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While many oil producers part of the OPEC/non-OPEC agreement to curb production have already stated their support to the deal extension for another nine months, Kazakhstan is going into next week’s meeting with little enthusiasm for rolling over its production cuts, as it plans to raise output from its major oil fields.
Kazakhstan’s Energy Minister Kanat Bozumbaev said earlier this week that his country would attend the meeting at which OPEC and partners are expected to hammer out the details of the cuts extension.
In the deal from November 30, OPEC pledged to cut 1.2 million bpd of its production, while Azerbaijan, Bahrain, Brunei Darussalam, Equatorial Guinea, Kazakhstan, Malaysia, Mexico, Oman, Russia, Republic of Sudan, and Republic of South Sudan committed to a collective cut of 558,000 bpd.
At that time, Kazakhstan promised to cut output by 20,000 bpd from an average 1.5 million bpd, Radio Free Europe says.
According to Bloomberg, Minister Bozumbaev has said that his country won’t automatically roll over the cuts it is implementing now.
Kazakhstan is seeking to increase production at its giant fields, especially Kashagan, which after years of delays and setbacks, resumed commercial-scale production in October 2016 at a rate of 90,000 bpd. In January, the company operating the field said that it was ramping up production to 180,000 bpd.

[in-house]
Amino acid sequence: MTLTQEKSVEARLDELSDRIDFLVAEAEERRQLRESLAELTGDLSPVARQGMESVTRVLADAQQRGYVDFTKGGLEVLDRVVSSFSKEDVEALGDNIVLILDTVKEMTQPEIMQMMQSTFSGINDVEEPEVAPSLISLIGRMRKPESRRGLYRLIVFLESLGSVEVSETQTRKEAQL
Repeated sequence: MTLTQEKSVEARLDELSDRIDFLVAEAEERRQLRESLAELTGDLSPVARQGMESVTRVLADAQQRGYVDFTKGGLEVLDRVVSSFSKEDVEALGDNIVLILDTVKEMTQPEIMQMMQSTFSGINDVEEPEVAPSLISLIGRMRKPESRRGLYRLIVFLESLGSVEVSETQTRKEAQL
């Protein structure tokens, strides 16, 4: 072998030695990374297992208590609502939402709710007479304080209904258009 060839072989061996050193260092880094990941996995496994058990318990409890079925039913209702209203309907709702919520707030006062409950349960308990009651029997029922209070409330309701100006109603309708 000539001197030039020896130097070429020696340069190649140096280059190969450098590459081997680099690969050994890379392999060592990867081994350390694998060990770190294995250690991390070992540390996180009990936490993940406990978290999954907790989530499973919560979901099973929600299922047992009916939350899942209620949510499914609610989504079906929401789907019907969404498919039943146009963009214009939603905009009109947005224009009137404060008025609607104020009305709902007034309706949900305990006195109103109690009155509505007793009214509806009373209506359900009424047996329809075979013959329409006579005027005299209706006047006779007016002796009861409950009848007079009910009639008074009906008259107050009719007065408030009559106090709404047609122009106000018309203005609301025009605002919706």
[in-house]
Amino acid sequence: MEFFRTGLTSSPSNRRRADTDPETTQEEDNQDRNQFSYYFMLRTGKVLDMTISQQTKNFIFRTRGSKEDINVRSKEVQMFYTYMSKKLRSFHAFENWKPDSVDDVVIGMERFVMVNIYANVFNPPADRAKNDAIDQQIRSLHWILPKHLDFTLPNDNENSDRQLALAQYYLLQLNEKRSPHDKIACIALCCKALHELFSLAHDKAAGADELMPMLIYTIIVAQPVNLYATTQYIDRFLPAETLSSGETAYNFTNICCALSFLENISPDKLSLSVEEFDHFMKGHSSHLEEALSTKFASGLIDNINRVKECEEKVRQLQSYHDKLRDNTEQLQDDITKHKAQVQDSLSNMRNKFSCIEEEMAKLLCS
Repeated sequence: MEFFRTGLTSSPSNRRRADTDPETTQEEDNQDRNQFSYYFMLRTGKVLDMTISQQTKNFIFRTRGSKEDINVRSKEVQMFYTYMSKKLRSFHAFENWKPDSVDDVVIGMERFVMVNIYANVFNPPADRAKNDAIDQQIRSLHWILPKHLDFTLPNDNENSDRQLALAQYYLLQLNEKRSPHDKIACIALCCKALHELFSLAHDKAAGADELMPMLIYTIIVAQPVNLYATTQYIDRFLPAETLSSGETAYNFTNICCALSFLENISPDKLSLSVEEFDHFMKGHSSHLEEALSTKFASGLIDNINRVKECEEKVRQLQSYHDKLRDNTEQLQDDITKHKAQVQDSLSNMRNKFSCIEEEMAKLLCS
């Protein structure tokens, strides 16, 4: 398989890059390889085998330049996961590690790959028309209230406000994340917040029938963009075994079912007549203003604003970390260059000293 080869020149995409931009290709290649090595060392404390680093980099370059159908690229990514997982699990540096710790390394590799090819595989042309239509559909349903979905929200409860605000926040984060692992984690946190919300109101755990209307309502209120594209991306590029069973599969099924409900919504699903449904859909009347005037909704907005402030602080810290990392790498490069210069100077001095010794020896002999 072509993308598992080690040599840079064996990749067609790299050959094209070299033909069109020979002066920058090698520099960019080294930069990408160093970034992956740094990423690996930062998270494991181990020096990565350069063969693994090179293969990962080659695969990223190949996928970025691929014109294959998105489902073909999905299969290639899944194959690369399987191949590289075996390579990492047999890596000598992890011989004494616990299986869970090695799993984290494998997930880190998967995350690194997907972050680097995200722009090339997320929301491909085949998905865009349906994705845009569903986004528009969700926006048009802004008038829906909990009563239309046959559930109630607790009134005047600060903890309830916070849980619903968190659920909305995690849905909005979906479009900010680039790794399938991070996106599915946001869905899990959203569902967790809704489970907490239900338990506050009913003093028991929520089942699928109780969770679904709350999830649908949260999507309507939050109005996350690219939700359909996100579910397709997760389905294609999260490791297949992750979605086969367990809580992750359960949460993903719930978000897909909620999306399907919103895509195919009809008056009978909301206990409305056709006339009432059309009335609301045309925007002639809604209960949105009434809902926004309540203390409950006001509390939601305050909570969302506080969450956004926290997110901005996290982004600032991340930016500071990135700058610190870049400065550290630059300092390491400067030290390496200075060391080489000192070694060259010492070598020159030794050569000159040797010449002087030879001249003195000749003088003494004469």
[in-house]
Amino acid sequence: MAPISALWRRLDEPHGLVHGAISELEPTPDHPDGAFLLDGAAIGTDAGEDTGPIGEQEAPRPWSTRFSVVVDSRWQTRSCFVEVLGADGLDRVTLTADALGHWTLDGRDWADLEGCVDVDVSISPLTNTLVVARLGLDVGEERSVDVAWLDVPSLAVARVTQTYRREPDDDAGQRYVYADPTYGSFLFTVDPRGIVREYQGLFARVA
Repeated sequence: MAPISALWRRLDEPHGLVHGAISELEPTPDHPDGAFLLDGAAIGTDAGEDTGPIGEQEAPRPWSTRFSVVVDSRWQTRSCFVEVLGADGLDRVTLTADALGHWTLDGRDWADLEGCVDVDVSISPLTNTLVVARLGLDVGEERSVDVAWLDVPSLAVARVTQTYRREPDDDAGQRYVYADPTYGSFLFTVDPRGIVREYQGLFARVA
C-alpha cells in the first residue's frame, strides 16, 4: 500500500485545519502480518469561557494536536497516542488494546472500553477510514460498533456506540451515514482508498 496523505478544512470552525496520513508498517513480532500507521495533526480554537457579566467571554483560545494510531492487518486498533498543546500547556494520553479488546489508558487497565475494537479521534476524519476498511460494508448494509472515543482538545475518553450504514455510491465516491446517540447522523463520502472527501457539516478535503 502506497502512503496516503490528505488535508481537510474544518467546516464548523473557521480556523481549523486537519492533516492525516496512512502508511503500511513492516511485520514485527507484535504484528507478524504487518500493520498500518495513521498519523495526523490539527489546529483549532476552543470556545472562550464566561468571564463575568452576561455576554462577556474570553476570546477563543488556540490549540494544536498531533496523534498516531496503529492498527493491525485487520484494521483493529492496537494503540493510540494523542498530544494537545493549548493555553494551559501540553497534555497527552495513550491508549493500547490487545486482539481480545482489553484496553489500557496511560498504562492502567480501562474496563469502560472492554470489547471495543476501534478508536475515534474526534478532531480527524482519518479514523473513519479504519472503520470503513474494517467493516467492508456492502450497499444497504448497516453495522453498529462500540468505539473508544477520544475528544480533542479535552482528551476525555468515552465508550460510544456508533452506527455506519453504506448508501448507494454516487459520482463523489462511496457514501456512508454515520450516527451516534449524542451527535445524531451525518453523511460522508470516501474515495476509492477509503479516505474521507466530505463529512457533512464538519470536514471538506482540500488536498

Just days before Saudi Arabia and Russia said that they agreed that the production cuts should be extended by nine months to March 2018, Bozumbaev said that Kashagan currently produces 140,000-150,000 bpd, and output would rise to 200,000 bpd in the second half of the year, and possibly to 300,000 bpd at the end of the year.
But the minister noted that it’s important for Kazakhstan that the price of Brent not drop below US$50 per barrel. The country’s budget is based on a US$50 Brent price, and therefore Kazakhstan will discuss the possibilities of an output cut extension.
A recently approved expansion at another field, Tengiz, plans for production to increase by some 260,000 bpd, to around 850,000 bpd.
Given its ambitious plans to grow production, Kazakhstan may be reluctant to sign up to cutting its output for another nine months.
By Tsvetana Paraskova for Oilprice.com
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Tsvetana is a writer for the U.S.-based Divergente LLC consulting firm with over a decade of experience writing for news outlets such as iNVEZZ and…